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Paper lantern used by Florence Nightingale, 1855 (c)

Florence Nightingale (1820-1910) was famous for her work at the Military Hospital at Scutari in Turkey during the Crimean War (1854-1856). During her rounds there she used this paper lantern. At first, the male Army doctors did not want Nightingale and her nurses at Scutari and were contemptuous of their ability to help. After the arrival of fresh casualties from the Battle of Inkerman in November 1854, the staff were soon fully stretched. They now accepted the nurses' aid. The 'Lady-in-Chief', as Florence was called, improved medical and sanitary arrangements, set up food kitchens, washed linen and clothes, wrote home on behalf of the soldiers and introduced reading rooms. Before Nightingale nursing was not considered a respectable profession. With the exception of nuns, the women who worked as nurses were often ill trained and poorly disciplined.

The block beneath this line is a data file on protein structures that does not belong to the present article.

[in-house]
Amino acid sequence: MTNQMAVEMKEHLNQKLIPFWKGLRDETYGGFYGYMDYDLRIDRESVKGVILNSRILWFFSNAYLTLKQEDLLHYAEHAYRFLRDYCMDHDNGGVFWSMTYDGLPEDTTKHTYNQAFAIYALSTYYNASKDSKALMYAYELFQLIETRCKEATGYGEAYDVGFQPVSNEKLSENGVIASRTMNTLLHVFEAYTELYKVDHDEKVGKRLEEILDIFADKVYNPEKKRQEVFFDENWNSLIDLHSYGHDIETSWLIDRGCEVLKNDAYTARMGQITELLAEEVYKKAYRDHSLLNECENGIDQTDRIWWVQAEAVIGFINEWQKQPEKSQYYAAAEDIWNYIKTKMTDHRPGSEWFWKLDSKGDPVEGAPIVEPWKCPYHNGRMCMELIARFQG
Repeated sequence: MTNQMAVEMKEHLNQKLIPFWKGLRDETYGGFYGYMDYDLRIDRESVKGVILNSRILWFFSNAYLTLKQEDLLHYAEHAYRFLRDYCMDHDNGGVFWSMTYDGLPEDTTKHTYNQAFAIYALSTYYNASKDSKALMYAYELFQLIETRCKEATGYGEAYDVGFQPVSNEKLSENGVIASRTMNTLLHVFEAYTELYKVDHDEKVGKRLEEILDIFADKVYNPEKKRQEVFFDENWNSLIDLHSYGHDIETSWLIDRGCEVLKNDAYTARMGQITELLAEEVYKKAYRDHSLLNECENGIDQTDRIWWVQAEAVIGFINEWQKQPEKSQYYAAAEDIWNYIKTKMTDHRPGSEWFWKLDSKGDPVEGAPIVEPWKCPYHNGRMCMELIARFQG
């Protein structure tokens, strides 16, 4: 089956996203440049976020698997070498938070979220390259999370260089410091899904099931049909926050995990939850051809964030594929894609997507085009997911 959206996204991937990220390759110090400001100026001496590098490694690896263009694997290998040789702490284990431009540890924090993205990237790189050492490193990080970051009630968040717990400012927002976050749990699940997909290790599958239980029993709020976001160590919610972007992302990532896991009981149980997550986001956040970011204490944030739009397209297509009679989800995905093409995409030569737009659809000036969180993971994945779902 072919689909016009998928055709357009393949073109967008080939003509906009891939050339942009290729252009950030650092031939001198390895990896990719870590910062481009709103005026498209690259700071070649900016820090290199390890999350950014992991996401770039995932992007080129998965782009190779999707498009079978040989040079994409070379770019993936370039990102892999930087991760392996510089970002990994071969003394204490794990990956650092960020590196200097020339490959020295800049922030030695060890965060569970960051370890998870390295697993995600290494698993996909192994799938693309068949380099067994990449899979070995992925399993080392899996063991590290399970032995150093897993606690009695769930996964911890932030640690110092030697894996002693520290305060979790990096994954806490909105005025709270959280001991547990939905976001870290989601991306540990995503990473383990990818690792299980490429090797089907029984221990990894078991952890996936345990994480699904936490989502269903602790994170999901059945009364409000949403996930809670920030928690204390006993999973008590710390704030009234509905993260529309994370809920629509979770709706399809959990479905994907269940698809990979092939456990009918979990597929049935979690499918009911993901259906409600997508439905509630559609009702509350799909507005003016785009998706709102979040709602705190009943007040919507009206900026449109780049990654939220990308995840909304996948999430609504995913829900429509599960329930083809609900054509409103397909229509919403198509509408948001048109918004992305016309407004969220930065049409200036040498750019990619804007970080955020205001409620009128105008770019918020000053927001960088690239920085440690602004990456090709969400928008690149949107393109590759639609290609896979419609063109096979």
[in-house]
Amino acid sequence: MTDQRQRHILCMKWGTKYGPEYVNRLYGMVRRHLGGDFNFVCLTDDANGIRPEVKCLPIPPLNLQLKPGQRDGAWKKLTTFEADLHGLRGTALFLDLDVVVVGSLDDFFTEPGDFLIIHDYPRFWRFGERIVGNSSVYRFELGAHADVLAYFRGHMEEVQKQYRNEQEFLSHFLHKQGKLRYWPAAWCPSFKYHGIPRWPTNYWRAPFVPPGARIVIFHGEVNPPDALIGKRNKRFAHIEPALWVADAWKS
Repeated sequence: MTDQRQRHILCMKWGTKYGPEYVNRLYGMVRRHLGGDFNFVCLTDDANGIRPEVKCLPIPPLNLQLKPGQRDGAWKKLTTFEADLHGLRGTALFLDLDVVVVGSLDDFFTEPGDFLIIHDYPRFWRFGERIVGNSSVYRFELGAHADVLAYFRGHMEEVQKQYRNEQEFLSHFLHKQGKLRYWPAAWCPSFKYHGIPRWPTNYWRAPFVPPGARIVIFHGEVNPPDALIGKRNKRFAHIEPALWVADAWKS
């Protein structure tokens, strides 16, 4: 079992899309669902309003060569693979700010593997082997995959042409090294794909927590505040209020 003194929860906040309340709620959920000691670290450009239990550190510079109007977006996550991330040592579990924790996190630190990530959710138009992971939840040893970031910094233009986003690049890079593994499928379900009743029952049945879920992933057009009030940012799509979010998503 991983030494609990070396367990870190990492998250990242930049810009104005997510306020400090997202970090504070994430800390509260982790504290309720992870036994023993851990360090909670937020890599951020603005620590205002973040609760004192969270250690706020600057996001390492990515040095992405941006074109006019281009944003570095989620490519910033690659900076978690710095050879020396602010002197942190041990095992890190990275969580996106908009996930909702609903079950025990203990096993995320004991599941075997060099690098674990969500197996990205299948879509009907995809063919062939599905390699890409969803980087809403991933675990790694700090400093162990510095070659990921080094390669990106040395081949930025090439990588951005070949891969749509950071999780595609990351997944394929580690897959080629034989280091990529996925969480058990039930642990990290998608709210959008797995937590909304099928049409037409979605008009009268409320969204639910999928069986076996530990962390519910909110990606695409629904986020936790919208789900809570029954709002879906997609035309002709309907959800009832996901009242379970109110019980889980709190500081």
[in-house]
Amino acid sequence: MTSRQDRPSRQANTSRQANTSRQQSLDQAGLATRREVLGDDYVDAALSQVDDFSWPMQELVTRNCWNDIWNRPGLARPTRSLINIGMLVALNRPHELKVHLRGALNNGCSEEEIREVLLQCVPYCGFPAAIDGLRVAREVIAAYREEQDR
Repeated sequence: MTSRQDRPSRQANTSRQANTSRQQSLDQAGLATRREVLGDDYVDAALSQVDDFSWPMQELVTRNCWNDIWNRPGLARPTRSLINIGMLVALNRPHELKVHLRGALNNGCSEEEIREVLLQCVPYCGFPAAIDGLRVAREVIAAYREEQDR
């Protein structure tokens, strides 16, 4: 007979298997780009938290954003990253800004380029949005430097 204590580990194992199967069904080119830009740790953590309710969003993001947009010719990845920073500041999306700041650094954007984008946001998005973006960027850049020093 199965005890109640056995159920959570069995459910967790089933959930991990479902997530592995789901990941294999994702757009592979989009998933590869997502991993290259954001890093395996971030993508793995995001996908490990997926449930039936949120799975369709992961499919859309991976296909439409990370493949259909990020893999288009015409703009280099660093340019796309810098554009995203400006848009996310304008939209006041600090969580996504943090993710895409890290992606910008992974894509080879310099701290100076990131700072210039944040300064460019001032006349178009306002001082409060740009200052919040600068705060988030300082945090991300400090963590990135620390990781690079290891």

Florence was determined to encourage educated, 'respectable' women into nursing. Her work in the Crimea set the standards for modern nursing and helped transform its public image. She became something of a legend in her own lifetime, but was publicity-shy and appalled at the adulation she received. One of the main creators of the Nightingale cult was Henry Wadsworth Longfellow who immortalised her as the 'Lady with a Lamp' in his poem Santa Filomena:

'A Lady with a lamp shall stand.
In the great history of the land,
A noble type of good,
Heroic Womanhood'.

NAM Accession Number

NAM. 1962-12-29-1


National Army Museum Copyright


National Army Museum, Conflict in Europe gallery

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